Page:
We’re in the middle of the great reshuffle and those in the PR industry are rethinking what they want out of their careers. While there’s no doubt it’s a candidates market right now, with plenty of opportunities to negotiate, how do you stand out and position yourself as the perfect fit for your dream role?

We’re sharing our tips, and insights from those who are looking at PR resumes on the daily to find out how to stand out from the crowd.

Start with the Basics

It’s resume 101, and it is even more applicable when you’re looking for a role in communications. Tailor your resume to the job you’re applying for, make it personal, and craft a cover letter that shows some personality. Don’t forget to address all the questions you’re asked as well – hiring managers want to know you have attention to detail and are tailoring your application to their role rather than mass sending out resumes to every comms job on Seek.

Jake Halpin of GLOSS Communications, who is currently hiring for a PR executive and reading a whole lot of resumes, said, “Show that you have researched and understood the role you’re applying for. A ‘copy and paste’ Cover Letter and CV is very easy to tell when you’re reviewing hundreds of applications. Those applications that go the extra step of demonstrating why they have applied for that particular position or with that company are far more likely to make it to the next stage than those that simply ‘copy and paste’.”

Demonstrate real results

Hiring managers want to know what you’ve achieved, and they want you to be specific. Owens says, “Tell me what you achieved – specific campaigns or responsibility, and stats are even better.” Those who are recruiting you want to know you can deliver results, that you know how to measure them, and that you can replicate them.

This sentiment is also echoed by Audrey Jaggs, Brand and Communications Strategy Manager at Spell. She says, “When it comes to writing a PR resume I am always most impressed by real world examples of previous projects a candidate has worked on with quantifiable results. It is one thing to say the right things but quite another to show you have successfully achieved those results in the past and could do it again!”

Stand Out from the Crowd with OOO Interests

You’re more than just the 9-5, and potential employers want to know you’ve got interests outside of the office. This is particularly so in PR, where having a diverse range of interests can make it easier for you to build relationships or bring unique perspectives to client work. Halpin says, “In your cover letter, be sure to introduce yourself in a way that separates you from other applicants. What are your interests outside of work? Do you have any passions or hobbies that give you a more well-rounded perspective in addition to your professional experience? Working in PR is very contingent upon relationships and the ability to build rapport with people – so make sure you’re putting your best foot forward from the beginning to show your personality.”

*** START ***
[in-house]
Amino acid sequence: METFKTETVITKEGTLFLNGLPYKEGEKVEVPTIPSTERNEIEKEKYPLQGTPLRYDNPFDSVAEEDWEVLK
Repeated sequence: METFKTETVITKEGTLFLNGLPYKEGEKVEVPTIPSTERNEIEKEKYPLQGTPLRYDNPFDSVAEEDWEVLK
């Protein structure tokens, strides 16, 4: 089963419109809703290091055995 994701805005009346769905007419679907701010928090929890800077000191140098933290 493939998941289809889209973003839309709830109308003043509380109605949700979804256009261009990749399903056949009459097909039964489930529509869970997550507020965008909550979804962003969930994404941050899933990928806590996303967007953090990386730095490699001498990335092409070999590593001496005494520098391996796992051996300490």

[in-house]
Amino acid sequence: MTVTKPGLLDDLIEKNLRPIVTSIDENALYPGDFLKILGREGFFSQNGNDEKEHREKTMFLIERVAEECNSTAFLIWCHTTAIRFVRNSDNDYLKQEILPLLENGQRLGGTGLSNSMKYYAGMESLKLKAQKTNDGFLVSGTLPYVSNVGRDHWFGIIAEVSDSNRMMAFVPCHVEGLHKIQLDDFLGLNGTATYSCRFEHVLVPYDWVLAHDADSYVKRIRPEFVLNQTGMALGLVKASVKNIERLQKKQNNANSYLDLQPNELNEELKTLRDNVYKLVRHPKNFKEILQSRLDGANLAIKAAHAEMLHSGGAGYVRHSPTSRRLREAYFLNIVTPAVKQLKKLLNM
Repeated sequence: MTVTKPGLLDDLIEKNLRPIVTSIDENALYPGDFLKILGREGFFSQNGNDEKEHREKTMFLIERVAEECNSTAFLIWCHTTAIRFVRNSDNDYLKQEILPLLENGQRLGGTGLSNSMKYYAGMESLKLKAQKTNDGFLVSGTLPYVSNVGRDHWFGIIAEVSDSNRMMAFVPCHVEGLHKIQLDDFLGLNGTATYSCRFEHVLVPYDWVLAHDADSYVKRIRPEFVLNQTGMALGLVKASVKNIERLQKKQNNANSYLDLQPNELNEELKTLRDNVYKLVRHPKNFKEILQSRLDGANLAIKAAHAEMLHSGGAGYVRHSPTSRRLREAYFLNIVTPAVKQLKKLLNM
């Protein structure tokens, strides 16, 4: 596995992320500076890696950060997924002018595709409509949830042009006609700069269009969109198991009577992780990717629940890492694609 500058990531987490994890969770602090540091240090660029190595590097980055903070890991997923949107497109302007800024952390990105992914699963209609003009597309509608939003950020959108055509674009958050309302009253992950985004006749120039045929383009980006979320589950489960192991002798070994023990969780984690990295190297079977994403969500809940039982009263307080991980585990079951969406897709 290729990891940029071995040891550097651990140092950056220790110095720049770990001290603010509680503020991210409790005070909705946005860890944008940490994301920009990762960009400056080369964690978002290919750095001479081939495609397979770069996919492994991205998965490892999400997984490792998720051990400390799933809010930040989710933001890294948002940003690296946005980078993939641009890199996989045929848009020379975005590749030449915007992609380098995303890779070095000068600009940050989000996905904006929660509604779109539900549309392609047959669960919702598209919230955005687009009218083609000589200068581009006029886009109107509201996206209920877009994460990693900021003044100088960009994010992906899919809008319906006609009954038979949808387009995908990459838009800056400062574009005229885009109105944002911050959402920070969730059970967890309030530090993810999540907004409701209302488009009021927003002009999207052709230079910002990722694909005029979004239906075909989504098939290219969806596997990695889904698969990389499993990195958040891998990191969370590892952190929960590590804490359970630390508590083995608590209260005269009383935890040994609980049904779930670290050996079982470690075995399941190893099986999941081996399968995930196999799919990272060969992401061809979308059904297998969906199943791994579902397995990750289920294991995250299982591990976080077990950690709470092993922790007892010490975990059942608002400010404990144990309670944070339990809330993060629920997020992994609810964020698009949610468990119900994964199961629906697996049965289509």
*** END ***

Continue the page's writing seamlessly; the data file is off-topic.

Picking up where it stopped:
Design matters – but make sure it’s readable. 

There’s no excuse for having a basic b*tch resume these days. Sign up for a free Canva account and add some flair to one of the most important documents you will create – but above all, make sure it’s readable. You don’t have to go over the top, just show that you appreciate good design in an industry where style is important. According to Kelly Owens of Sling & Stone, “That super slick format you sometimes see on resumes can be confusing to look at. When you’re reviewing hundreds of applications, being easy on the eye makes you stand out.” 

Key into Keywords

Look at the words used in the job posting, or do some research for the types of tasks you’re likely to be doing. Use those keywords in your resume and cover letter. Not only does this subtly reiterate that you’ve actually tailored your application, it also helps if recruiters or hiring managers are scanning through a lot of resumes. If the company is using AI or similar tools to filter out resumes, using keywords is also a way to make sure you get through to the interview round, where you can really shine. 

Talk Yourself Up!

You’re applying for a job, so now’s your time to shine! Why are you the best and only choice for this role? Use supporting material wherever you can, share testimonials and links to work you’ve undertaken (nothing confidential, of course!). Halpin says, “Don’t be afraid to hero your successes and strengths. Remember – you are applying for a job. This is a time to stand out, to make yourself known and show someone from the very first impression why they should want to hire you.”

Tap into Your Network

You’re in PR, which means building relationships is your game. Don’t just apply through traditional channels or when you see a job posting shared. Get your resume in order and reach out to the types of organisations you really want to work for, and share why you think you’d be the perfect fit for their team. You can also think differently about your current working relationships. In our recent interview with Spell’s PR Lead, Audrey Jaggs, she discusses how she pitched to her then-boss at AWPR that she move inhouse to Spell’s PR team, who were a current client of the agency. Watch the full interview here.

Image via State of Escape